Saturday, December 18, 2010

The Last Tour Part 2: the end of the tour

Yesterday, Erin and I rode 190 kilometres.

Note that I didn't say we rode our bikes 190 km; we only did about 130 km on the bikes. We did the other 60 or so in the back of a truck. It can actually be quite convenient to ride a bike in a country that uses trucks for public transportation.

We left Chaing Rai shortly after sunrise with the vague idea that we might just try to ride the whole 190 km back to Chiang Mai. Erin's ankle was a little sore, though, and grey clouds on the horizon hinted that they might not let us finish the ride, but we started off with optimism in our hearts.

We had an excellent start to the day. We'd ridden 90 km by noon, which was when the misting drizzle we'd been riding in for the last couple of hours turned into bonafide rain. I don't want you to think we're sissies; we're not made of sugar and we wouldn't melt in the rain. I've ridden in downpours before that would make you shit your pants and run for cover. The rain was being complicated by two things, however.

First, we didn't have the proper gear with us. We didn't bring fenders on our ride, which is something we've regretted on more than one occasion. Without fenders, your own tires shower you with muck from below while the sky showers you from above, and if you're riding behind someone without fenders, you get completely blinded by muck from their back tire, so you can't even consider riding in a paceline.

For you non-cyclists, a paceline is when cyclists draft off of one another by following closely behind. A paceline can save you about 20% of the effort that it takes to pedal, and when you're thinking about riding 190 km, that's a big deal.

The other piece of gear we were lacking was raincoats. We have good raincoats with us in Thailand, but we didn't bring them on this most recent tour because we've got a very limited amount of luggage space, in keeping with the moronic fast-and-light touring concept I came up with. Listen: fast-and-light is great if you're going for a weekend credit card tour. Fast-and-light is retarded when you're going for a whole week because you spend half your time either doing laundry in the sink, or worrying about how your freshly laundered clothes will have time to dry before you need them.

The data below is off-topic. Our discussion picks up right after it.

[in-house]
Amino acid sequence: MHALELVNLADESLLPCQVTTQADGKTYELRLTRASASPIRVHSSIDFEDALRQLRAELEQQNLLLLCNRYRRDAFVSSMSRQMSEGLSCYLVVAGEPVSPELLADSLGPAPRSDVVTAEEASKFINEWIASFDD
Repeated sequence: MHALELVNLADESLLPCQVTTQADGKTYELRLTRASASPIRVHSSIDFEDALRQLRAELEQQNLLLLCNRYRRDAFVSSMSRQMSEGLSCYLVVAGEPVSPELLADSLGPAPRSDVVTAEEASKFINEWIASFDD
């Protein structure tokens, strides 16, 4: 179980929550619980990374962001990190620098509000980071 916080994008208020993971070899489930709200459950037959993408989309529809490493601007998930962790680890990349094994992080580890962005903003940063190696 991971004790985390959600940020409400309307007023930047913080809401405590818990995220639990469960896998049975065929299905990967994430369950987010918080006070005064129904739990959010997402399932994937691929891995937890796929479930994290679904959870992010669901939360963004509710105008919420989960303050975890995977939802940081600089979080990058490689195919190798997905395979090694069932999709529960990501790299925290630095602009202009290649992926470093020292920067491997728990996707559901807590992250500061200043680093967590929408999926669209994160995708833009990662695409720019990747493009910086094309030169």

Raincoats, I argued, would be unnecessary, because when it rains on you in hot weather, you just take it like a man and get wet, because you'd get even wetter with sweat if you wore a raincoat. Here's the catch, which is also my second complicating factor: it was cold. I'm serious, it was cold in Thailand. I've never seen it get that cold in Thailand. It was well below 20 degrees, which might not sound so cold to you jerks shivering away in the Canadian winter, but when you're barely wearing any clothes, you're soaking wet and you're out in the wind on a bike, it's cold enough.

So we decided we were through with cycling for the day. Our options were to get a hotel room in the little flyspeck of a town we were in and try to kill all of the hours between noon and 7 the next morning without going insane, or we could try to catch a ride back to Chiang Mai, where we had clean clothes and a nice hotel room already paid for.

So we caught a ride and a short way into the ride home, it stopped raining. Naturally. It took some time to convince ourselves that the rain had really stopped, but after 60 km the road wasn't even remotely wet anymore, so we got out of the truck and got back on the bikes.

The rain was ambushing us, though. The rain was waiting about 10 km down the road, like a mugger in an alley, and when we got to it, it clubbed us over the head and soaked us thoroughly. Then it abruptly stopped. It didn't actually feel like raining; it just wanted us to know that we couldn't pull one over on it with our little getting-a-ride trick.

And now we're back and we're enjoying Chiang Mai for a last couple of days before coming home. It'd be a lot harder to leave here for the rain of Vancouver if the weather here wasn't so lousy. It's cool enough that I actually wore a jacket out tonight, and we haven't seen the sun in two days. This time of year is supposed to be cloudless and rainless, incidentally. We never should have been rained on in the first place. Stupid global weirdness.

How was the rest of our tour, besides that last day of cycling and my ruminations about speaking Thai while standing at a urinal?

How kind of you to ask. Quite nice, thank you. I might write another post about it later on.

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